Rhododendron by F. Kingdon-Ward, 5 illustrations. 128 pages, Latimer House Limited, London, E. C.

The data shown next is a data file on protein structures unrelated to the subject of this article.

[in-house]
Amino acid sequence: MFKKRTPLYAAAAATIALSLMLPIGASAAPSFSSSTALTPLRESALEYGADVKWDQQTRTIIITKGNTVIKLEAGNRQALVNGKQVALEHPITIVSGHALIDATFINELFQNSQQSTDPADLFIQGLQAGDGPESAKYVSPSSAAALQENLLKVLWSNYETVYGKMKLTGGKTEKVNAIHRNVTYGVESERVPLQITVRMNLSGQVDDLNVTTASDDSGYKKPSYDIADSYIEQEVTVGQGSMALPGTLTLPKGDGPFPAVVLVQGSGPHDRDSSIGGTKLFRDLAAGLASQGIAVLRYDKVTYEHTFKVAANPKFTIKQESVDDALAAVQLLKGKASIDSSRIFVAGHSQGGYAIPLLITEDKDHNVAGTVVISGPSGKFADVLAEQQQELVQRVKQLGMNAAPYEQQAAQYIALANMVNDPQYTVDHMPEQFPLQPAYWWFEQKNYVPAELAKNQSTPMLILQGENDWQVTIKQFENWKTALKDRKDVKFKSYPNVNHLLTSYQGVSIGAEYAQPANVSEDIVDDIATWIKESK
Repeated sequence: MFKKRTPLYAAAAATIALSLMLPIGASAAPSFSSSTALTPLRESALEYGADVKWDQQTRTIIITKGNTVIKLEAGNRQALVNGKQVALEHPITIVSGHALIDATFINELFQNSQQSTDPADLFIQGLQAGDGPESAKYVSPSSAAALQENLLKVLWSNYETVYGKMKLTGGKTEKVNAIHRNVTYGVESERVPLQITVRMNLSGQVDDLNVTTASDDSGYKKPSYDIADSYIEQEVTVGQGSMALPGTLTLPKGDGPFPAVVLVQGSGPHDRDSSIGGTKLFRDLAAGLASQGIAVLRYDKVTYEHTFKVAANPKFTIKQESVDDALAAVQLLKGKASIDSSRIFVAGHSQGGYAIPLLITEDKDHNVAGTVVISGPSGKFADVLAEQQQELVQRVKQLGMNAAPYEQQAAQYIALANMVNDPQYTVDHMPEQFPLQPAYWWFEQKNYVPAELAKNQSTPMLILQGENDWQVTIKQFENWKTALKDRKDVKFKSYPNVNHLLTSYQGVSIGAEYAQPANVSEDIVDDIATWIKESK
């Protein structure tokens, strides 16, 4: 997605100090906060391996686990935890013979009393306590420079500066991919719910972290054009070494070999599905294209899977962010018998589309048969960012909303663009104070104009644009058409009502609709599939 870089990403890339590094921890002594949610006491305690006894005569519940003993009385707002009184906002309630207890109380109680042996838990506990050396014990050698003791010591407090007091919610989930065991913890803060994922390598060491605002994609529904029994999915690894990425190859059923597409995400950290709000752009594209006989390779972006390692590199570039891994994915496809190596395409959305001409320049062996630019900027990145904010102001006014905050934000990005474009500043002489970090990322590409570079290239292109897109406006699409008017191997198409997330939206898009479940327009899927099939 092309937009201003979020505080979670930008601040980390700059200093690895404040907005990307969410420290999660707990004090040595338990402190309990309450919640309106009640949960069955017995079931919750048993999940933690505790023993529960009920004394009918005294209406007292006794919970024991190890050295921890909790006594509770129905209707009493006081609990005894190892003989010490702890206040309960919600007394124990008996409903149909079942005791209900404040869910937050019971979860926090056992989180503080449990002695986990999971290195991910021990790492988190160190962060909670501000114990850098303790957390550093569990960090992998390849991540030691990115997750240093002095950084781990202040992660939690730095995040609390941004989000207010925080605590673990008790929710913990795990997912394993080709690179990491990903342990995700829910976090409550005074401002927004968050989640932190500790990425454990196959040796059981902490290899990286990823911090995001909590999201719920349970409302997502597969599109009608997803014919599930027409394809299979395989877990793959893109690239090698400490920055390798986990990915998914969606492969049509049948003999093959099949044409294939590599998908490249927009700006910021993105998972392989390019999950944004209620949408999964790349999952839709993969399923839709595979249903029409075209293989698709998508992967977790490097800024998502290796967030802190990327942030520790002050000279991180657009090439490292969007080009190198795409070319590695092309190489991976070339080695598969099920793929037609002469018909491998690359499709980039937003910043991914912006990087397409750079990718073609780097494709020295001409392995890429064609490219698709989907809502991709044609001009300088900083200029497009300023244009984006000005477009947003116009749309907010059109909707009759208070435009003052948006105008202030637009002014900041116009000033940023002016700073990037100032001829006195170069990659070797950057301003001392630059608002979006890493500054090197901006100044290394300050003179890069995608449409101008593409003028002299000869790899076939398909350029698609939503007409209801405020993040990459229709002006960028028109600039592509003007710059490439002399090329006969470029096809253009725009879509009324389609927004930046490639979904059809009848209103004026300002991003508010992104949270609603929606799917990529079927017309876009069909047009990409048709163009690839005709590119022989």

Mr. Kingdon Ward minces no words about his likes and dislikes of certain members of the genus Rhododendron . Writing from his own seemingly limitless observations of have rhododendron species growing in the wild, Mr. Ward blazes a new trail and departs from the commonly accepted old paths that have been so heavily trodden by rhododendron writers during the last half century. For most hybrids this plant explorer has an unblushing contempt, but admits that they do have a place in the modern garden. Mr. Ward saw thousands of species in full bloom in their native state, many of great age, and he states that no hybrid can compare to them. No doubt this marvelous sight of millions of bloom would have a devastating and also lasting effect on any person privileged to see such a sight. A few of the popular species are also castigated by the writer: of R. dichroanthum Mr. Ward flatly states he would not have it growing on his grave. This edition contains many notes of Mr. Ward's observations of rhododendrons in the field, which are interesting, descriptive and a delight to the reader A list of tall growing species suitable for the estate or woodland are suggested as is a list of dwarfs suitable for the rockery or hedge. A chapter on cultivation and propagation are also included though I must say the notes on propagation are mainly a resume of methods and not actually a complete directive for a person wishing to propagate. Mr. Ward makes a very apparent error in this volume by referring to the Pacific Northeastern States as a favored spot for raising rhododendron. I recommend this volume most highly to the expert and amateur alike, written with determination suggesting vast experience. It is a most welcome addition to all interested in rhododendrons.